Barrett Teague, Black Book’s new vice president of lender solutions, says dealership F&I managers are never far from his mind.
In part that’s because he’s been an F&I manager himself. He’s also just finished a stint as consumer banking manager for the Dealer Financial Services Division at SunTrust Banks Inc.
Teague, 43, joined Black Book, of Lawrence, Ga., on April 6. The company is a widely consulted industry source for vehicle pricing information, including used-vehicle values and forecasted residual values on new vehicles. Dealerships use Black Book pricing data to benchmark prices on trade-ins and vehicles acquired at auctions.
Teague’s new role is to work with lenders, but how lenders use Black Book data also has a direct effect on dealerships, he says. For instance, pricing data affects how much appetite lenders have for certain makes and models.
Teague spoke with Automotive News Special Correspondent Jim Henry by phone this week.
How does your new job affect dealers?
At dealerships, the thing that jumps out the most from a finance perspective is that they are most concerned in the finance office with PVR [F&I revenue per vehicle retailed], customer satisfaction scores and turnaround time. After spending time in the showroom, dealerships want to get loans and leases closed faster.
What’s Black Book got to do with all that?
We provide lenders the ability to do all those things. For instance, using our pricing data [lenders] are likely to offer rate discounts on used products or enhance lease residuals on certain models.
How does that appetite get communicated to dealers?
The lenders generally provide sheets to dealerships spelling out their programs, and we may help a lender to create a new program. This could also be in the form of strong loan-to-values and such for the dealers. The positive piece here is that I understand the challenges finance people in a dealership are going through.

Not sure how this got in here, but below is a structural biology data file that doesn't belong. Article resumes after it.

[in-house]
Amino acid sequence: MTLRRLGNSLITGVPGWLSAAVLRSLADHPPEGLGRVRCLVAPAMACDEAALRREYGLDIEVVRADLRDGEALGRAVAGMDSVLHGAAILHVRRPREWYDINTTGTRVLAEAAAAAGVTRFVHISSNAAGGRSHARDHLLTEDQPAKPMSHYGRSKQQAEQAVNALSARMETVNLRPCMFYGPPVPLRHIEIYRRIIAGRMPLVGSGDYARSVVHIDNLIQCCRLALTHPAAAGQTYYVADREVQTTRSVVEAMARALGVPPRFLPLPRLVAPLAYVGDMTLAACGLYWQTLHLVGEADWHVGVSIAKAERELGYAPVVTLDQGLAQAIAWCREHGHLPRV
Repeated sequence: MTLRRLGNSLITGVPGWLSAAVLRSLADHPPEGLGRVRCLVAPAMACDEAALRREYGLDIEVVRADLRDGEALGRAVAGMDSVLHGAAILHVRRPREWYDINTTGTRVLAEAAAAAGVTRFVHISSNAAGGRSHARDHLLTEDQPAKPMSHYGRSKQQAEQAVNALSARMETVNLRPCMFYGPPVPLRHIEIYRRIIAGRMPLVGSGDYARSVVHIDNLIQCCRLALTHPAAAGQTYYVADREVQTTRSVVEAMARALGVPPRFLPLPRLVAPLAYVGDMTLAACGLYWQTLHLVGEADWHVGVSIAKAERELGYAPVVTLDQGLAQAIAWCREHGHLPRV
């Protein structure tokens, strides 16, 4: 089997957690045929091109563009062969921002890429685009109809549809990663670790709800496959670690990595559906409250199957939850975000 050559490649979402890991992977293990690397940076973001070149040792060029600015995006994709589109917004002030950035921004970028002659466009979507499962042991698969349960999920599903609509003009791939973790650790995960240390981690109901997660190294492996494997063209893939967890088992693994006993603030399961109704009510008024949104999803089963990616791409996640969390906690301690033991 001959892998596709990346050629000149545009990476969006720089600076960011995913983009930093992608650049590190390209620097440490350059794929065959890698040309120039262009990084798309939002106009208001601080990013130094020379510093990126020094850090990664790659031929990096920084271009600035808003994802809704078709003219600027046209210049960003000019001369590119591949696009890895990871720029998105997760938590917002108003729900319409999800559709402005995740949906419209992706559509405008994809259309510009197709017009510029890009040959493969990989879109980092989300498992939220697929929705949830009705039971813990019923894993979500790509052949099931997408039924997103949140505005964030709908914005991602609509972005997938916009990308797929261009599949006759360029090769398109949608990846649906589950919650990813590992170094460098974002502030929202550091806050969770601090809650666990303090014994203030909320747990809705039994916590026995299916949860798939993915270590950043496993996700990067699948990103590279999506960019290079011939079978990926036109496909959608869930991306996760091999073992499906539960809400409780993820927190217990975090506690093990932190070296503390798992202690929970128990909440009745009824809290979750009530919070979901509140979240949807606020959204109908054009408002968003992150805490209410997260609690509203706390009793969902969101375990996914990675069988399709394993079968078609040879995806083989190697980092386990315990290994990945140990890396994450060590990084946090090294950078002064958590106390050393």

[Editor’s note: “Loan to value,” the relationship between the size of a loan and the value of the vehicle, is usually called a ratio, but it’s typically expressed as a percentage. A loan-to-value of more than 100 percent means a lender would lend more than the value of the vehicle. That’s often used to finance negative equity on a trade-in or to finance ancillary F&I products.]
At the bank, the underwriters who worked directly with dealerships worked for you, right?
Yes, I had direct-line responsibility for underwriting staff and a dotted line to sales. In the underwriting role, we would be watching people and grading them on how they’re doing. Are they adhering to all the policies and procedures, regulatory as well as internal? There are so many regulations, what with the CFPB [Consumer Financial Protection Bureau], the OCC [Office of the Comptroller of the Currency], this alphabet soup of agencies that regulate us.
You said pricing data speed things up for dealers. How are things done now vs. before?
In the early 1990s, and before most dealerships even had a finance office, they had three-ring binders for multiple lending institutions. Say you wanted to provide a lease; you might have to look in four, five, six different places and hope to find a residual that would give your customer an affordable payment.
Have you worked at a dealership yourself?
I worked as a finance manager at a Honda-Acura dealership in Wilmington, N.C. That was in the early 1990s. I’d love to think one of my strong points coming here is my close familiarity with what dealers have to do through in order to sell cars.
You can reach Jim Henry at email@example.com